Although we all have a fundamentally pure nature, it is not easy to get in touch with it. The gross way our mind originally functions drowns out this deeper, more subtle vibration to such an extent that we generally remain unaware of its existence. If we truly want to connect with this subtle essence, we need to quiet all distractions and loosen the hold our ordinary appearances and conceptions have on us.
In the way that a gardener knows how to transform compost into flowers, we can learn the art of transforming anger, depression, and racial discrimination into love and understanding. This is the work of meditation. — Thich Nhat Hanh
Excessive self-centeredness of me, my, and mine, is fraught with unhappiness. We become anxious and fearful. Distrust and suspicion ooze into our life. We don’t sleep well. We don’t digest our food well. We often feel miserable and don’t know why. Other-centeredness brings happiness, not only when practicing enlightenment, but also in normal everyday life. Practicing Bodhicitta to become enlightened for others — other-centeredness — is called “exchanging self for others.” It means exchanging the attitude of self-centeredness for the attitude of other-centeredness, thinking and acting for the complete welfare of others, all the way to enlightenment. In normal life, the more self-centered we are, the more people walk away from us. We are never satisfied, always wanting more. Other-centeredness, on the other hand, builds trusting relationships filled with meaning, love, and happiness. Emaho! ~ Barry Kerzin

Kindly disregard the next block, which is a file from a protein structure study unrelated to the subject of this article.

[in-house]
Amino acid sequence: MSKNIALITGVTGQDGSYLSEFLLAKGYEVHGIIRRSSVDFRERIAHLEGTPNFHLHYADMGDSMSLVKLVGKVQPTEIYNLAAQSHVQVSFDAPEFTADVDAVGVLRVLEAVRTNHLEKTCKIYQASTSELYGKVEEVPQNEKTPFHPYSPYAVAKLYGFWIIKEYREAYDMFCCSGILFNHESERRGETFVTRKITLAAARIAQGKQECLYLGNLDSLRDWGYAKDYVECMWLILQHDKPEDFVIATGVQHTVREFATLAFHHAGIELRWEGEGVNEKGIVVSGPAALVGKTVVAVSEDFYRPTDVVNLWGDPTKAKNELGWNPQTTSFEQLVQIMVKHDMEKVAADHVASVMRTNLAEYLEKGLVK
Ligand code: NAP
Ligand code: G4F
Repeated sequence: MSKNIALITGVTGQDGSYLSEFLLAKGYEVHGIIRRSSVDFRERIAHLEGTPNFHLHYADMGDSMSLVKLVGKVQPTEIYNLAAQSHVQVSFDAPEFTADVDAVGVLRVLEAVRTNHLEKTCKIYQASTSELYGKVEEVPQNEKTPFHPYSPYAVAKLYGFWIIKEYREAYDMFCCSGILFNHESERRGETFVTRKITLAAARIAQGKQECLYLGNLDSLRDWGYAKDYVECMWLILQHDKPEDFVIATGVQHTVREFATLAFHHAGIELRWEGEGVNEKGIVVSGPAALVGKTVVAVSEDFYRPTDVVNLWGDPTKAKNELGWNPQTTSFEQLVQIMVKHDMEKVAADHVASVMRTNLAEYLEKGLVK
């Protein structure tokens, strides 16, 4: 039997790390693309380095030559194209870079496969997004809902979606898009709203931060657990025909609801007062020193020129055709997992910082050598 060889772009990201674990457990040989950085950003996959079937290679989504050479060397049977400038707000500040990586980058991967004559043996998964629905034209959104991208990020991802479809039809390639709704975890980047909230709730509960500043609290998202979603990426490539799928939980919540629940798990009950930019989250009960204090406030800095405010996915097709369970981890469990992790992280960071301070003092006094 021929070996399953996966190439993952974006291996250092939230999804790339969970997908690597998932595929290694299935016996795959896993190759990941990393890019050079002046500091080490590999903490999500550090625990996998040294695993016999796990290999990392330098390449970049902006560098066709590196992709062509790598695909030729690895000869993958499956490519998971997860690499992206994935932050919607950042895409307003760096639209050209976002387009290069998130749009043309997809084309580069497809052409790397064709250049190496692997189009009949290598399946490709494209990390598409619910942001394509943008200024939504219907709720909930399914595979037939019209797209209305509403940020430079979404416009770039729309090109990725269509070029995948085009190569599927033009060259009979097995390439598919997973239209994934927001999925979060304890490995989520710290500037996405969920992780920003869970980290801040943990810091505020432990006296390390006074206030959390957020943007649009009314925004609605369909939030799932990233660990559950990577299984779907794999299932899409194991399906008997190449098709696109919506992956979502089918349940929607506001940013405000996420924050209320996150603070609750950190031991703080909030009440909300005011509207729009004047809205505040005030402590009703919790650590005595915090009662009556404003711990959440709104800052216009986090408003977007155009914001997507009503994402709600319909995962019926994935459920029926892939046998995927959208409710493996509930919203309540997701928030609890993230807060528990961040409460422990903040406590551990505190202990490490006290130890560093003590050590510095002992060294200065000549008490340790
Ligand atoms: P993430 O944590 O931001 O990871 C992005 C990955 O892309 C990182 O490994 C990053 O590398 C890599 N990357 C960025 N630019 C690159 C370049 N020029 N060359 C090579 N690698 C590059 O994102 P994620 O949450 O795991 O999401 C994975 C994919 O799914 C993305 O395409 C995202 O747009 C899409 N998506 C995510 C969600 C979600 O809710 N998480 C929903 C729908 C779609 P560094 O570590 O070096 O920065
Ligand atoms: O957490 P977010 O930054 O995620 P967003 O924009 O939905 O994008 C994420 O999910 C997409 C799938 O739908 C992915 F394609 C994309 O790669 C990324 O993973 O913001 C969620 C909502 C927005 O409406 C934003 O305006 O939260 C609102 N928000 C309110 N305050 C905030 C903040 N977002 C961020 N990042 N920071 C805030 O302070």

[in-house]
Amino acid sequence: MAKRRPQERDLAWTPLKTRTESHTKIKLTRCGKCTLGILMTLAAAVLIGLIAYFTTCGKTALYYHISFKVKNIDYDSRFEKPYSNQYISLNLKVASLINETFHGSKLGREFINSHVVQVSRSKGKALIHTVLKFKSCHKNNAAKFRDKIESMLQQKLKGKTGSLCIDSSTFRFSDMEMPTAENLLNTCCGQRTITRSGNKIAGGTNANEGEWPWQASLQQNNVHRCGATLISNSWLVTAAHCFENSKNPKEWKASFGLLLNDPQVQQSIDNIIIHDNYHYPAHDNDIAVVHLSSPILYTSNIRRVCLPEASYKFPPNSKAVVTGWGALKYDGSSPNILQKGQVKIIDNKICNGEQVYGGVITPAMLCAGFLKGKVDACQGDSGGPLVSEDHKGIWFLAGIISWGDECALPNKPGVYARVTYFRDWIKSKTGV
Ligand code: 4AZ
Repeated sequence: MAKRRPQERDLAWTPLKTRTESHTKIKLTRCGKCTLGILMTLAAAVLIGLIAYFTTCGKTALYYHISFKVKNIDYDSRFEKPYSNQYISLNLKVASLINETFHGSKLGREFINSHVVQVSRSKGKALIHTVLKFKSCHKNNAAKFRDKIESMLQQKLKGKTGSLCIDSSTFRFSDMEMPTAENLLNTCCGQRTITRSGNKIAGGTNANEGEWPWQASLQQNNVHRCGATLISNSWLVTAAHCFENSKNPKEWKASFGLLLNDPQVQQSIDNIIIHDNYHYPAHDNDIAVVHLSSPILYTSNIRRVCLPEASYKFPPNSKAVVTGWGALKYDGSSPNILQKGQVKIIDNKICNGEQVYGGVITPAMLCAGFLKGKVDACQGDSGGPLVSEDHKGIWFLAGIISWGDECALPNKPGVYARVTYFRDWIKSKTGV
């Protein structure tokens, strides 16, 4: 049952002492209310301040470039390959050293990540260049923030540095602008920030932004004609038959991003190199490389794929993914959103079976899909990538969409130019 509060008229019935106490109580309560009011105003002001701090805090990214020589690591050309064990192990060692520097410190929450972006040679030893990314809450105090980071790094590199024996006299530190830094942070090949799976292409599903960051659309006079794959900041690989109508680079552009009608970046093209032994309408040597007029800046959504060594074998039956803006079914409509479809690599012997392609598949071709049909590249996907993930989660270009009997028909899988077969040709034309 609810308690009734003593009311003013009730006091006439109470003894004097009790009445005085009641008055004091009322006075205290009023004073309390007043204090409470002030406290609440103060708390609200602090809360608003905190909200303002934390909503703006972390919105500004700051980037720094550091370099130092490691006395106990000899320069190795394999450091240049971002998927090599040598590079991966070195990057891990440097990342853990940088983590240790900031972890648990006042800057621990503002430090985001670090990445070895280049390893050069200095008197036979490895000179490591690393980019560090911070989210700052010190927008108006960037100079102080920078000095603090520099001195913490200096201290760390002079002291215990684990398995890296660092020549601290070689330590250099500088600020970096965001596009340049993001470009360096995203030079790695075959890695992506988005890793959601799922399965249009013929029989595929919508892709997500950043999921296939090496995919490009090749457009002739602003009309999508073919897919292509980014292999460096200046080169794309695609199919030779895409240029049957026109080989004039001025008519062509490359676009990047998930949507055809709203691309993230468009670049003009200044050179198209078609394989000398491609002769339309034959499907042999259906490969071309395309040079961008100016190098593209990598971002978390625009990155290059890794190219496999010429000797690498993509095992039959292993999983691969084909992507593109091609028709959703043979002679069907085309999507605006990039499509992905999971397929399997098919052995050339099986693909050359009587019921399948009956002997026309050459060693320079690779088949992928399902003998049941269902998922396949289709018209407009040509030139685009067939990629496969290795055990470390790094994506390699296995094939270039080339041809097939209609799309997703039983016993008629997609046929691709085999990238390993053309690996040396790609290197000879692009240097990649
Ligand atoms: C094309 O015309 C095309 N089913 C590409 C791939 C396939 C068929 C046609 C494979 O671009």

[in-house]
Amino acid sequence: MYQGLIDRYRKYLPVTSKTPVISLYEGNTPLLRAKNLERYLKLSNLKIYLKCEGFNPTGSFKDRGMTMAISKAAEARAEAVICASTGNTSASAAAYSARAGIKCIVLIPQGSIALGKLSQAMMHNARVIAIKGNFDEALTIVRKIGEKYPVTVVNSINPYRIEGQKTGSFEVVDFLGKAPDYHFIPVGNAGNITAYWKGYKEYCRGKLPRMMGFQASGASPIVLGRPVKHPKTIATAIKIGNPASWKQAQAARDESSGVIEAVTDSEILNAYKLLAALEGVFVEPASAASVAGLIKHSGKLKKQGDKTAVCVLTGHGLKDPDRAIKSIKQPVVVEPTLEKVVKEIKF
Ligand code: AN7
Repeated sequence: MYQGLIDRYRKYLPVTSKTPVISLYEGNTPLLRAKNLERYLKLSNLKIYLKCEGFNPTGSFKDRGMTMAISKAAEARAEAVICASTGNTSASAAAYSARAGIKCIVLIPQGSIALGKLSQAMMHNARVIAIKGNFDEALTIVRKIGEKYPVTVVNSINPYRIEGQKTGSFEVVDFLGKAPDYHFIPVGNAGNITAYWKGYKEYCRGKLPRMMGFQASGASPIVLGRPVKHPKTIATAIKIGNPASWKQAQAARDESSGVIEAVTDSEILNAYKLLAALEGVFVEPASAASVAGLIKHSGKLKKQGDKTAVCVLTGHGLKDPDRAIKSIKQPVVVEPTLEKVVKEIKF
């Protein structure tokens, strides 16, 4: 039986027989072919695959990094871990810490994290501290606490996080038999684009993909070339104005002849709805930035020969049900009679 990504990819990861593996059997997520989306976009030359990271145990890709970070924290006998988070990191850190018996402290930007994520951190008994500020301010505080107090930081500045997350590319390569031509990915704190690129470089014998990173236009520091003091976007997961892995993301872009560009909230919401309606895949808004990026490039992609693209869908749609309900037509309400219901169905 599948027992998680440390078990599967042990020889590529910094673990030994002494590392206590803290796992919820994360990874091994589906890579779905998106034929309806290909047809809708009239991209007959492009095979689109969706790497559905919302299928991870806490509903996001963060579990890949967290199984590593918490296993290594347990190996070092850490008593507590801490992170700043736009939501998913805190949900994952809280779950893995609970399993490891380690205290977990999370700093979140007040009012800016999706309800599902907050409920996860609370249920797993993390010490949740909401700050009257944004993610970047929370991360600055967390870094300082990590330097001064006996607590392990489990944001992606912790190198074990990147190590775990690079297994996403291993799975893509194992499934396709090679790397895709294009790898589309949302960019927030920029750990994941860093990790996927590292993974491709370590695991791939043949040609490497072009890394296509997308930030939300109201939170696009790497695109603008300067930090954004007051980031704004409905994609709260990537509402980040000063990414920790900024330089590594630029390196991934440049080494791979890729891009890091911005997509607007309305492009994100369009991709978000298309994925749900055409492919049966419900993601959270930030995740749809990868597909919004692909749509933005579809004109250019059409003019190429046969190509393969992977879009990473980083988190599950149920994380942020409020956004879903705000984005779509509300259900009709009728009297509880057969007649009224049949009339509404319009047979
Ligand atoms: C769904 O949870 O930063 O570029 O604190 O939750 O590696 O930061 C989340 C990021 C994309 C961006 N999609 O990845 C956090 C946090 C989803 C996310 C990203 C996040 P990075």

A king’s robe or an old blanket can keep you warm.
A gold throne or the bare ground can be your seat.
A grand palace or a mud hut can be your shelter.
A jewelled plate or a wooden pot can hold your food.
The external world does not destroy your inner peace,
But your attachment and aversion will.
For as long as there is the dualistic grasping of ‘self’ and ‘other’ it is impossible to get rid of all of the external problems that cause us to suffer. But when there is no more dualistic grasping, it’s as if they have disappeared. As the great master Shantideva said:
“Where would I find enough leather to cover the entire surface of the world? But with leather on my feet, it’s as if the whole world has been covered.”